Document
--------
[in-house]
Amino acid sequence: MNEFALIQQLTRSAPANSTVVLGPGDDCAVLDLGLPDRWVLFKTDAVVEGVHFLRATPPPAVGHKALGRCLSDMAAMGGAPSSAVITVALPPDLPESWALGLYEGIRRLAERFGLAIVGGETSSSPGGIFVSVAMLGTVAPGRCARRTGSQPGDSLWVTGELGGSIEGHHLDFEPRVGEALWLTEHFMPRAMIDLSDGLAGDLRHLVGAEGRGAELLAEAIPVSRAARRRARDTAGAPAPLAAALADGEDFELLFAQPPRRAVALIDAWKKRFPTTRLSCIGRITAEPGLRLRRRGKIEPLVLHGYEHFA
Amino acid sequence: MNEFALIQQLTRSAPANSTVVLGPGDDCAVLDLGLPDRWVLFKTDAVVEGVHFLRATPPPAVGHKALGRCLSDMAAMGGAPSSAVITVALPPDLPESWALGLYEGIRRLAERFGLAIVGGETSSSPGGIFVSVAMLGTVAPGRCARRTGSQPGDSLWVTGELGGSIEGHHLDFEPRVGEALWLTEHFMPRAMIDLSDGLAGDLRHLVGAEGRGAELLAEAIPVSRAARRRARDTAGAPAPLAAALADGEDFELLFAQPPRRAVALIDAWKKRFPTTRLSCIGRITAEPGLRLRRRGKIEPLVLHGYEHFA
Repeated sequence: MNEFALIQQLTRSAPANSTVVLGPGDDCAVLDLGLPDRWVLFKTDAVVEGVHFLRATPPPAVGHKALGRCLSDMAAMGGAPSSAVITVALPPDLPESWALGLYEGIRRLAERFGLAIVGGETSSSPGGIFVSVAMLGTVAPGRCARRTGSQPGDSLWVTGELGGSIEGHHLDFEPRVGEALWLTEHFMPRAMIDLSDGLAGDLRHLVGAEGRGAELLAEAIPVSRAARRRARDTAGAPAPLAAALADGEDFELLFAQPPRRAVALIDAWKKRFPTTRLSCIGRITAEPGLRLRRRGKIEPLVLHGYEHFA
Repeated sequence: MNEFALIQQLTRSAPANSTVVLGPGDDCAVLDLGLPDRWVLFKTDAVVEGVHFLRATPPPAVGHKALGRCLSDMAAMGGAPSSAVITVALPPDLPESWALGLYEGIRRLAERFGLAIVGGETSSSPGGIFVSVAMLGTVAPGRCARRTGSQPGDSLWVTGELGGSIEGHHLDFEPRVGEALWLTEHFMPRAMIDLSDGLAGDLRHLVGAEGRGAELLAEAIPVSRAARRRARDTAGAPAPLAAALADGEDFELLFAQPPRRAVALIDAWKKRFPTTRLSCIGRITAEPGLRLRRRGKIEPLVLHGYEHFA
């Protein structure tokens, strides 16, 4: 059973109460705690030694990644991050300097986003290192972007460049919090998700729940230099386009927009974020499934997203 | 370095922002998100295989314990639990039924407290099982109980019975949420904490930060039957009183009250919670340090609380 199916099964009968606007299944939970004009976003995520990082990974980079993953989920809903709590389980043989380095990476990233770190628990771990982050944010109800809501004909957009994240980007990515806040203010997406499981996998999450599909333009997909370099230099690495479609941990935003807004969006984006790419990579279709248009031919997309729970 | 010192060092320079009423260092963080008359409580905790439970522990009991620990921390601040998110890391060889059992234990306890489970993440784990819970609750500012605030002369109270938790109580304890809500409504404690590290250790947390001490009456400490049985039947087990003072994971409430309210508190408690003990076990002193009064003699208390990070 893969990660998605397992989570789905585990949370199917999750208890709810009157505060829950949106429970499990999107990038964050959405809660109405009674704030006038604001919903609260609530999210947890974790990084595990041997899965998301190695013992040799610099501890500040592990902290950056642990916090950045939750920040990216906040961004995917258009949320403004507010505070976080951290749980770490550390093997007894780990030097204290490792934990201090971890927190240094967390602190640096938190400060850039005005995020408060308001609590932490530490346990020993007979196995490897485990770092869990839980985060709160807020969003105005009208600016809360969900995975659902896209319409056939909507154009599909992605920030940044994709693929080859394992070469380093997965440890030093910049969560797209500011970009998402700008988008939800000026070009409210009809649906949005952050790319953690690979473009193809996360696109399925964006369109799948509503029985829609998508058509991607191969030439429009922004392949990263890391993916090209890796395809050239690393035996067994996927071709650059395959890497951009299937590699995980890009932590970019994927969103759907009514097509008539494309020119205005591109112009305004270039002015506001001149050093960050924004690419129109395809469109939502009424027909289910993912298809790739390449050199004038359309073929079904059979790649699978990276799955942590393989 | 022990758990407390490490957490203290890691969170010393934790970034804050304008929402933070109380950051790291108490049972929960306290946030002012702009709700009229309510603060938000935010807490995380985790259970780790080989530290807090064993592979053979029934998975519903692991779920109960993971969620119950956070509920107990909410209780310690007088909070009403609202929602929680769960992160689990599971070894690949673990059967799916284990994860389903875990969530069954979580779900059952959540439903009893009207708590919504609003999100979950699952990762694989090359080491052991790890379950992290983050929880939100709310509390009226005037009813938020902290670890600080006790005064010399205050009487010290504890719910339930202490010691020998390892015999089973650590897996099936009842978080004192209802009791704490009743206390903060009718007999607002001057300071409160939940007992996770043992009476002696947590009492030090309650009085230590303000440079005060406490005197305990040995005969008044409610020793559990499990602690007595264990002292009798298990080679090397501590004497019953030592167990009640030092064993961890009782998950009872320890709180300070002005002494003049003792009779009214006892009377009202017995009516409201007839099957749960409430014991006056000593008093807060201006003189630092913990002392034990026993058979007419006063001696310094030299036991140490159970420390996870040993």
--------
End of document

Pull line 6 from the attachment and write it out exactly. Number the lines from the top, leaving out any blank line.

């Protein structure tokens, strides 16, 4: 059973109460705690030694990644991050300097986003290192972007460049919090998700729940230099386009927009974020499934997203 | 370095922002998100295989314990639990039924407290099982109980019975949420904490930060039957009183009250919670340090609380 199916099964009968606007299944939970004009976003995520990082990974980079993953989920809903709590389980043989380095990476990233770190628990771990982050944010109800809501004909957009994240980007990515806040203010997406499981996998999450599909333009997909370099230099690495479609941990935003807004969006984006790419990579279709248009031919997309729970 | 010192060092320079009423260092963080008359409580905790439970522990009991620990921390601040998110890391060889059992234990306890489970993440784990819970609750500012605030002369109270938790109580304890809500409504404690590290250790947390001490009456400490049985039947087990003072994971409430309210508190408690003990076990002193009064003699208390990070 893969990660998605397992989570789905585990949370199917999750208890709810009157505060829950949106429970499990999107990038964050959405809660109405009674704030006038604001919903609260609530999210947890974790990084595990041997899965998301190695013992040799610099501890500040592990902290950056642990916090950045939750920040990216906040961004995917258009949320403004507010505070976080951290749980770490550390093997007894780990030097204290490792934990201090971890927190240094967390602190640096938190400060850039005005995020408060308001609590932490530490346990020993007979196995490897485990770092869990839980985060709160807020969003105005009208600016809360969900995975659902896209319409056939909507154009599909992605920030940044994709693929080859394992070469380093997965440890030093910049969560797209500011970009998402700008988008939800000026070009409210009809649906949005952050790319953690690979473009193809996360696109399925964006369109799948509503029985829609998508058509991607191969030439429009922004392949990263890391993916090209890796395809050239690393035996067994996927071709650059395959890497951009299937590699995980890009932590970019994927969103759907009514097509008539494309020119205005591109112009305004270039002015506001001149050093960050924004690419129109395809469109939502009424027909289910993912298809790739390449050199004038359309073929079904059979790649699978990276799955942590393989 | 022990758990407390490490957490203290890691969170010393934790970034804050304008929402933070109380950051790291108490049972929960306290946030002012702009709700009229309510603060938000935010807490995380985790259970780790080989530290807090064993592979053979029934998975519903692991779920109960993971969620119950956070509920107990909410209780310690007088909070009403609202929602929680769960992160689990599971070894690949673990059967799916284990994860389903875990969530069954979580779900059952959540439903009893009207708590919504609003999100979950699952990762694989090359080491052991790890379950992290983050929880939100709310509390009226005037009813938020902290670890600080006790005064010399205050009487010290504890719910339930202490010691020998390892015999089973650590897996099936009842978080004192209802009791704490009743206390903060009718007999607002001057300071409160939940007992996770043992009476002696947590009492030090309650009085230590303000440079005060406490005197305990040995005969008044409610020793559990499990602690007595264990002292009798298990080679090397501590004497019953030592167990009640030092064993961890009782998950009872320890709180300070002005002494003049003792009779009214006892009377009202017995009516409201007839099957749960409430014991006056000593008093807060201006003189630092913990002392034990026993058979007419006063001696310094030299036991140490159970420390996870040993």